Huw Stephens: When did you realize you had this incredible voice?
Shakka Philip: There wasn't really one moment of realization. It was always a party trick my parents would bring out whenever family were over: "Shakka, sing Michael Jackson's 'Black or White' for Aunty Paula!" Then it went from singing for family to singing for friends, singing for girls, and finally, for the world.
"Londoners are a bit like mutts—there's a mini-culture that's been born from people of different races living with each other, and, because of that, we all understand each other regardless of what country we're from."
HS: What was growing up in London like, musically? What was the "in" thing when you were in school?
SP: Londoners are a bit like mutts—there's a mini-culture that's been born from people of different races living with each other, and, because of that, we all understand each other regardless of what country we're from. The music was no different: reggae, garage, soca, punk, hip-hop, indie, and house were everywhere. That's why I am the way I am, I guess. In school, we were all into Dizzee [Rascal] and Wiley, as well as B2K, Sean Paul, and OutKast. I'd beatbox grime instrumentals, and the MCs in school would spit over them. This was before phones had YouTube speakers.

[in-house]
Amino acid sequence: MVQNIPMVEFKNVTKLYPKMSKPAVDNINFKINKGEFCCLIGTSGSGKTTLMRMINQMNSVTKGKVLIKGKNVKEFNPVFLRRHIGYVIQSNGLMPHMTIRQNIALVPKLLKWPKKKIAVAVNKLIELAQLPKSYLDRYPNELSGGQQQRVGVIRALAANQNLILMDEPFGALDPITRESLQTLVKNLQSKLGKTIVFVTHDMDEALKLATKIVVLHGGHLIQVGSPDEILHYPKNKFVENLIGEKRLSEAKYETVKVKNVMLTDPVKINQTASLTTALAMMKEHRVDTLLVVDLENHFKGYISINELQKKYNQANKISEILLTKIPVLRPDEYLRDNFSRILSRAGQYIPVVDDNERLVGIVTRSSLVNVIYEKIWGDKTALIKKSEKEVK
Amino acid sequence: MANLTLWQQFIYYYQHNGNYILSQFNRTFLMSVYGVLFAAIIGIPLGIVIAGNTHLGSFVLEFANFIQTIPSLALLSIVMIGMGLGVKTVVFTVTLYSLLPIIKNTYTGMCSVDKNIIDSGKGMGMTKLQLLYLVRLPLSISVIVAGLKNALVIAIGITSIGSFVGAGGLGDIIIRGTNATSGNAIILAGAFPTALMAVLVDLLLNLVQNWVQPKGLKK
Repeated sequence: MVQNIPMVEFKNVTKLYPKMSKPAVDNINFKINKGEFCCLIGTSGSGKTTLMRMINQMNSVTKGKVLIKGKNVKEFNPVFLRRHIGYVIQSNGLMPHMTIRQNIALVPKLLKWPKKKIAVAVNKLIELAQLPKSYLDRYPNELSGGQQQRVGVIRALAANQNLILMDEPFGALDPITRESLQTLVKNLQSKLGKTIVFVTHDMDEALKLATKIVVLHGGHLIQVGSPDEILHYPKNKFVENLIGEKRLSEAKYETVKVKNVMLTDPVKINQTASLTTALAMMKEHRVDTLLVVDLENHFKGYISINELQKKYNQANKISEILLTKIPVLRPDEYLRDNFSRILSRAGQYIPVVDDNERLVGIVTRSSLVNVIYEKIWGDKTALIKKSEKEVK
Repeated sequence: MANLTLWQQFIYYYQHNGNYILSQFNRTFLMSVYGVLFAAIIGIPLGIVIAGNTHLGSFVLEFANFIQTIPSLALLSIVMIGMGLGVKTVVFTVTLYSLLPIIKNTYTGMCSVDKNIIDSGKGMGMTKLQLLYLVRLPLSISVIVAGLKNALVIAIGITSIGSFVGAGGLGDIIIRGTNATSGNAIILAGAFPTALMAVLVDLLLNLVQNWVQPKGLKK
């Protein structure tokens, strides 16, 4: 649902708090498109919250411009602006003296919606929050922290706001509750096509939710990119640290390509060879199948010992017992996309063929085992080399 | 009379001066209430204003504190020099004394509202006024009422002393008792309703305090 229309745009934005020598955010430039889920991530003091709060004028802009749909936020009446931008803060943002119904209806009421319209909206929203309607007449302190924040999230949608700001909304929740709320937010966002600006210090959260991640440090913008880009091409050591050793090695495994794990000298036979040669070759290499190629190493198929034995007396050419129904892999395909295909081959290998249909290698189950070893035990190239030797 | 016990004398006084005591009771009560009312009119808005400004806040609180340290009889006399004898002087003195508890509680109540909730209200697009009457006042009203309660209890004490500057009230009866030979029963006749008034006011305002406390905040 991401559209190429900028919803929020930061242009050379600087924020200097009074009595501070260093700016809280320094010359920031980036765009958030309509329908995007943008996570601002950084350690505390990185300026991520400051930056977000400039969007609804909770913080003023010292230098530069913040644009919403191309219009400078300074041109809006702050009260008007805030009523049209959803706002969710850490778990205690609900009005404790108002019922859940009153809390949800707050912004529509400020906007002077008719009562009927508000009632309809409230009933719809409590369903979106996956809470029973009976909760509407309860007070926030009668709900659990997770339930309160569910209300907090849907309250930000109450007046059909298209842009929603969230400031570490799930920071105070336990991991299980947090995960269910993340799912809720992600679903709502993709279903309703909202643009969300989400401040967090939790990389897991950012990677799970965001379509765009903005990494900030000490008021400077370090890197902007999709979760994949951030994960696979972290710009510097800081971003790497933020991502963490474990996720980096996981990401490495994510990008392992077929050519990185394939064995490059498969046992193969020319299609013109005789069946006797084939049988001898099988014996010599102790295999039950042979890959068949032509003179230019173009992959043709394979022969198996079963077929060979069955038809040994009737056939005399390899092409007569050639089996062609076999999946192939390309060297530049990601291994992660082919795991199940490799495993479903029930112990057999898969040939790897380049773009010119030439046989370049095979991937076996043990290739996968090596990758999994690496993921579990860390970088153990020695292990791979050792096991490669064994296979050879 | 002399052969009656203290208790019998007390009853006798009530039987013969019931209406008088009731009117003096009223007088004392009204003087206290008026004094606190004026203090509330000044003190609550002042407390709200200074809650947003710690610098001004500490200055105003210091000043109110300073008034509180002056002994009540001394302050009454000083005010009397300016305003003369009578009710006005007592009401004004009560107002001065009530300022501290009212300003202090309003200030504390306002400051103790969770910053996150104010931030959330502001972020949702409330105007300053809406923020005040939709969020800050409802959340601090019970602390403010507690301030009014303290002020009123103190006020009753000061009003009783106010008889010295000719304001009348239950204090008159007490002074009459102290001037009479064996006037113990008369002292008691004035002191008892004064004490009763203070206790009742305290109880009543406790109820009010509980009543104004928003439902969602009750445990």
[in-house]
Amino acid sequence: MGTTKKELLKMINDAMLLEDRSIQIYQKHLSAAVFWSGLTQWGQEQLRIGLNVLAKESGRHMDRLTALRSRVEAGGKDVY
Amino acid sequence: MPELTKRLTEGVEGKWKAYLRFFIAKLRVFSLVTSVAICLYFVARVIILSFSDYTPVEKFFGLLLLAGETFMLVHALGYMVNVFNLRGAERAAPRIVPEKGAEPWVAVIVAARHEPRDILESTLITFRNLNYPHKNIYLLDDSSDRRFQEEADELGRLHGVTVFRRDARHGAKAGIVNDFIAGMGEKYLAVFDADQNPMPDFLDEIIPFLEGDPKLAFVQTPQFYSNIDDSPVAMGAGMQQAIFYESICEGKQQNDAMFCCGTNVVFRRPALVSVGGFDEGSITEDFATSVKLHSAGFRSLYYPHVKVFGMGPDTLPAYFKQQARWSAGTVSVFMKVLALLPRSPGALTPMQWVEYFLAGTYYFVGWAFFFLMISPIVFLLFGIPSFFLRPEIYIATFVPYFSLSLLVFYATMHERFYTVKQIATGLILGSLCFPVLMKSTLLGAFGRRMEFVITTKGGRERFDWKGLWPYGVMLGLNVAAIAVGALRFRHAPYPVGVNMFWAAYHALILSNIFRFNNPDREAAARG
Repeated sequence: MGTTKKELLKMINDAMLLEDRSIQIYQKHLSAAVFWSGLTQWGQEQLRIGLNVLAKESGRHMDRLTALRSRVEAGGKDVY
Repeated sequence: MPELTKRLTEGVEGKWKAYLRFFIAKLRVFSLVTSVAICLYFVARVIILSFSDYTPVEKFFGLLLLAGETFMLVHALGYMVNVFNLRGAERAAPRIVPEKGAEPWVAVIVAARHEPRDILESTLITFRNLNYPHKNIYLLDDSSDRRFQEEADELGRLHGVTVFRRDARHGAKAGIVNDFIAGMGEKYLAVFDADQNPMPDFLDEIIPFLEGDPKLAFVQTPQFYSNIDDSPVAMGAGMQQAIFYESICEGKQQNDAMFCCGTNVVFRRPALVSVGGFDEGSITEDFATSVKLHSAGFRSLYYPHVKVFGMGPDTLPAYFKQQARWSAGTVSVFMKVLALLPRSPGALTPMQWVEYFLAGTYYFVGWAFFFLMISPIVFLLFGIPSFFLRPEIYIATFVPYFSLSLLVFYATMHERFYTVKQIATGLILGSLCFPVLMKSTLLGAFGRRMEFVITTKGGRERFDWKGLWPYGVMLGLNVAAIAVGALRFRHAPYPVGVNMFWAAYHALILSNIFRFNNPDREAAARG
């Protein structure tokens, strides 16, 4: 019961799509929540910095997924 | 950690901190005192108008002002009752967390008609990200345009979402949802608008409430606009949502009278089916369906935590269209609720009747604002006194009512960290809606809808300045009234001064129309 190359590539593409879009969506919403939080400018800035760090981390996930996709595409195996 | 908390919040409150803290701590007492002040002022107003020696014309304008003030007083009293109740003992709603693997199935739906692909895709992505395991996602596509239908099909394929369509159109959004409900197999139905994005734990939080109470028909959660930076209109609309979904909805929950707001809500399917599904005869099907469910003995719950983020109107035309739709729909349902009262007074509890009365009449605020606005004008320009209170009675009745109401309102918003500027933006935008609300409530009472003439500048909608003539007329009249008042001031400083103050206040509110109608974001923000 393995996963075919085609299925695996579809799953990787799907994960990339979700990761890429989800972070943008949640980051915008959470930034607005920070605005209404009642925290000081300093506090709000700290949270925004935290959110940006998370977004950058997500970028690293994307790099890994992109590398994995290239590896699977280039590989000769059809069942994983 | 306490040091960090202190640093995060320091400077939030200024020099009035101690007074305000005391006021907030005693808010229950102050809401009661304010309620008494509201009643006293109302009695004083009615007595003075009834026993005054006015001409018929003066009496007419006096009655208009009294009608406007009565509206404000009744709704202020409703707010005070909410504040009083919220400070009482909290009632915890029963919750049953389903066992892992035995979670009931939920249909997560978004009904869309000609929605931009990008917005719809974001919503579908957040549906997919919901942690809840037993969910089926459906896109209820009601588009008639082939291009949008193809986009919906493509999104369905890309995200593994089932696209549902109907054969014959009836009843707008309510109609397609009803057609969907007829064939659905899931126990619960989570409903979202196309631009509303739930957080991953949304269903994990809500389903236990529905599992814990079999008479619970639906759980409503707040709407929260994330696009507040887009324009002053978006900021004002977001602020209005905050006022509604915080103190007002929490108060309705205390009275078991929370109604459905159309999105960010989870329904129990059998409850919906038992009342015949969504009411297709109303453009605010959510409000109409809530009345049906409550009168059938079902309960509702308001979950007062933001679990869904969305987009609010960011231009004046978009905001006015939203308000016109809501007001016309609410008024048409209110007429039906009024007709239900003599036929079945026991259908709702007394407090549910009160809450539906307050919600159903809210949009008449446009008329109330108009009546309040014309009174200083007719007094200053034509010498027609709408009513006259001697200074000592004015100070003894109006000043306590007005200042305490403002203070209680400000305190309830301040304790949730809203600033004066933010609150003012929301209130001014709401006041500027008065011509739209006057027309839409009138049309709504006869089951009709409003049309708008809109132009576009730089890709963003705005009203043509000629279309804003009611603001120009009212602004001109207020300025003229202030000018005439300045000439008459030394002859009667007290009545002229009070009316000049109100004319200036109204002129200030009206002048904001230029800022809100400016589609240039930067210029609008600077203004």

HS: A musical hero of yours, Craig David, is singing again. What does that mean to you as a fan?
SP: U.K. garage was like a secret that me and my friends would share whenever we had a new tape with fresh tunes. He was one of the first to put that secret out to the world, and make people take it as seriously as the Fresh Prince, Destiny's Child, or Nirvana. Now that we share a time zone where we're both putting out music, the experience is surreal.
"I'm supporting Brandy next week, performing at Wireless Festival in London on July 9th, and flying out to perform in Croatia and Lithuania in late July. A fun next 6 months."
HS: I first met you after a Kanye show in London. What do you remember from that concert?
SP: I remember twisting my ankle during Skepta's "Shutdown" performance. I remember doing the "Started From The Bottom" strut to "Blood on The Leaves," and I also remember "That's Not Me" getting more reception than Big Sean's "I Don't F with U." No shade—I'm a fan of Big Sean, but that solidified the moment for me.
HS: You have a lot of friends in the scene. Who do you rate?
SP: There are too many to name. Nao, Ray BLK, and AJ Tracey are doing it for me right now.
HS: What's next for Shakka in 2016?
SP: Concerts, new music, and snapchat stories. I'm supporting Brandy next week, performing at Wireless Festival in Finsbury Park, London, on July 9th, and flying out to perform in Croatia and Lithuania in late July. My follow up to The Lost Boys EP is on its way as well. A fun next 6 months.